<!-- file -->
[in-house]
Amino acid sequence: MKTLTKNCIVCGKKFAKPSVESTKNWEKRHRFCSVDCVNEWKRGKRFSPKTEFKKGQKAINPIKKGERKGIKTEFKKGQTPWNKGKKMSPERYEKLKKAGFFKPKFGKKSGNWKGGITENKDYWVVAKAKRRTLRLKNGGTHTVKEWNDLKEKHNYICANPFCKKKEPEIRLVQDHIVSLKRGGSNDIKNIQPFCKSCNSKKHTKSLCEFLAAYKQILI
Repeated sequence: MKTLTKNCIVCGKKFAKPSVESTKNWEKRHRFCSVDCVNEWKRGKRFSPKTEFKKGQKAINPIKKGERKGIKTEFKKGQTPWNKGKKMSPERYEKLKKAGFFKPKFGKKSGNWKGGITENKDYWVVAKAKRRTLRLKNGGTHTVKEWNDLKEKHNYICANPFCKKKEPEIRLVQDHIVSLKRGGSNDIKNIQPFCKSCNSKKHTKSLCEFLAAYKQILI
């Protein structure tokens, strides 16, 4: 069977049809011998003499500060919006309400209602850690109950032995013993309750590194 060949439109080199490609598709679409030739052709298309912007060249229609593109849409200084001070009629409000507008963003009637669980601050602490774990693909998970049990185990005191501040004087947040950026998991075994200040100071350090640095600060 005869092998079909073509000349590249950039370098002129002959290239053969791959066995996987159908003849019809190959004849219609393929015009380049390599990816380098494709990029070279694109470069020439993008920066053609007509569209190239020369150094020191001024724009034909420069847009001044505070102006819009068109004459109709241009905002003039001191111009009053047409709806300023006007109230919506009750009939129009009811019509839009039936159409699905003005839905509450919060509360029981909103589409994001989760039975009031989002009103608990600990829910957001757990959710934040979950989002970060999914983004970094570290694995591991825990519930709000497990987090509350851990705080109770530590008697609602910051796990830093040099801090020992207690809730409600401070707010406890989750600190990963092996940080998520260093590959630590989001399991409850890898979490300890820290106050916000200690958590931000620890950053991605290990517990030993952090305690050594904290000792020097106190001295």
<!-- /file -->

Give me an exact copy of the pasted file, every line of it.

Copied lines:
[in-house]
Amino acid sequence: MKTLTKNCIVCGKKFAKPSVESTKNWEKRHRFCSVDCVNEWKRGKRFSPKTEFKKGQKAINPIKKGERKGIKTEFKKGQTPWNKGKKMSPERYEKLKKAGFFKPKFGKKSGNWKGGITENKDYWVVAKAKRRTLRLKNGGTHTVKEWNDLKEKHNYICANPFCKKKEPEIRLVQDHIVSLKRGGSNDIKNIQPFCKSCNSKKHTKSLCEFLAAYKQILI
Repeated sequence: MKTLTKNCIVCGKKFAKPSVESTKNWEKRHRFCSVDCVNEWKRGKRFSPKTEFKKGQKAINPIKKGERKGIKTEFKKGQTPWNKGKKMSPERYEKLKKAGFFKPKFGKKSGNWKGGITENKDYWVVAKAKRRTLRLKNGGTHTVKEWNDLKEKHNYICANPFCKKKEPEIRLVQDHIVSLKRGGSNDIKNIQPFCKSCNSKKHTKSLCEFLAAYKQILI
């Protein structure tokens, strides 16, 4: 069977049809011998003499500060919006309400209602850690109950032995013993309750590194 060949439109080199490609598709679409030739052709298309912007060249229609593109849409200084001070009629409000507008963003009637669980601050602490774990693909998970049990185990005191501040004087947040950026998991075994200040100071350090640095600060 005869092998079909073509000349590249950039370098002129002959290239053969791959066995996987159908003849019809190959004849219609393929015009380049390599990816380098494709990029070279694109470069020439993008920066053609007509569209190239020369150094020191001024724009034909420069847009001044505070102006819009068109004459109709241009905002003039001191111009009053047409709806300023006007109230919506009750009939129009009811019509839009039936159409699905003005839905509450919060509360029981909103589409994001989760039975009031989002009103608990600990829910957001757990959710934040979950989002970060999914983004970094570290694995591991825990519930709000497990987090509350851990705080109770530590008697609602910051796990830093040099801090020992207690809730409600401070707010406890989750600190990963092996940080998520260093590959630590989001399991409850890898979490300890820290106050916000200690958590931000620890950053991605290990517990030993952090305690050594904290000792020097106190001295």